Wednesday, October 28, 2009
Living in the muck of my workplace the past few days, and all the thoughts I have about it, has taken it's toll. I slept poorly last night, and when I did sleep, it was dreams about "meetings" at work attempting to once again try to get things righted and back on track. I've also become keenly aware of how much I'm struggling with letting go of the potential opinions of others about it all.
Specifically, the following:
1. Fears of being viewed as a failure generally because I can't find a new job to transition into.
2. A belief that if I ask for any help at work at this point, that means I "owe them" and need to stay longer.
3. If I resign, the negative opinions that could come about a thirty-something man quitting a job and being unemployed in a down economy full of people desperate to find work.
4. A general sense of compassion-fatigue, coupled with a view that I need to keep giving out because my job requires it of me.
A lot of confused delusions, I know. It's very clear to me as I write them out how narrow and binary they all are. And yet, I also know that when I'm in the middle of it all, I'm struggling to let go of which ever one of these stories arises.
Some people tell me: just quit. Others say don't quit until you find something else.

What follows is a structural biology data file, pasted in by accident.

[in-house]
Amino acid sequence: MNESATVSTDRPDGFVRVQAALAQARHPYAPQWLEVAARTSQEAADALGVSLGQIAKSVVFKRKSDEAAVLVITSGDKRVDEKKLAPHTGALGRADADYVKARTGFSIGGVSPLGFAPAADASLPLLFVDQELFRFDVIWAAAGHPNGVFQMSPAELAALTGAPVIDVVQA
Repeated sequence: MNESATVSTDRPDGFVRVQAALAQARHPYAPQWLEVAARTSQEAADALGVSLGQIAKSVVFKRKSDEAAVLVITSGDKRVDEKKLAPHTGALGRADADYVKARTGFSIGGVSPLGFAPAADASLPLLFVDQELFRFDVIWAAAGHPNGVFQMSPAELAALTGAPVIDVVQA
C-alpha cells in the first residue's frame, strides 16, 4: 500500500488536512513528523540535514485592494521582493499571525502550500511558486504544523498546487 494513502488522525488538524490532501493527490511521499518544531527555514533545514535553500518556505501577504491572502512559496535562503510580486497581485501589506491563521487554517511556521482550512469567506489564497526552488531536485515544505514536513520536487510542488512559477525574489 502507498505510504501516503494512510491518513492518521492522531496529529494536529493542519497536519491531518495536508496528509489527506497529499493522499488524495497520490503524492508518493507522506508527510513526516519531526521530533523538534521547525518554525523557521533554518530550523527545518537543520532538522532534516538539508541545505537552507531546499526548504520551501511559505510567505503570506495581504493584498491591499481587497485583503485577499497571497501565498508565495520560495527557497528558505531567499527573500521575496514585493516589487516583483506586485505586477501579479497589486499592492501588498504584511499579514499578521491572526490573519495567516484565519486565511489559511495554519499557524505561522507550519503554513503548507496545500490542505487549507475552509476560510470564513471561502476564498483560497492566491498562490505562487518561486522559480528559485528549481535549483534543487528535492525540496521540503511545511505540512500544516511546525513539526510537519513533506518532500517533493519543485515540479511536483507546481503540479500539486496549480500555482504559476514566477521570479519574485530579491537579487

The reality that I'm seeing how I have bought into the view that I must be giving back, contributing to the greater good in some tangible ways at all times in order to be worthy, to be ok in this life. This isn't sustainable, nor enlightened, and yet there it is, a truth of my mind on this particular day.
I know there are many others struggling with work issues out there, especially given the pressure cooker of a world economy we are living in right now. I, personally, want to transform my whole relationship to work and working in the world. So, airing these struggles is partly an attempt to let them go into the world. I also want to help spark a conversation about work and working, as it seems so vital that we living the Buddha Way have a more "righted" relationship to what we are doing in our lives.
Posted by Nathan at 8:27 AM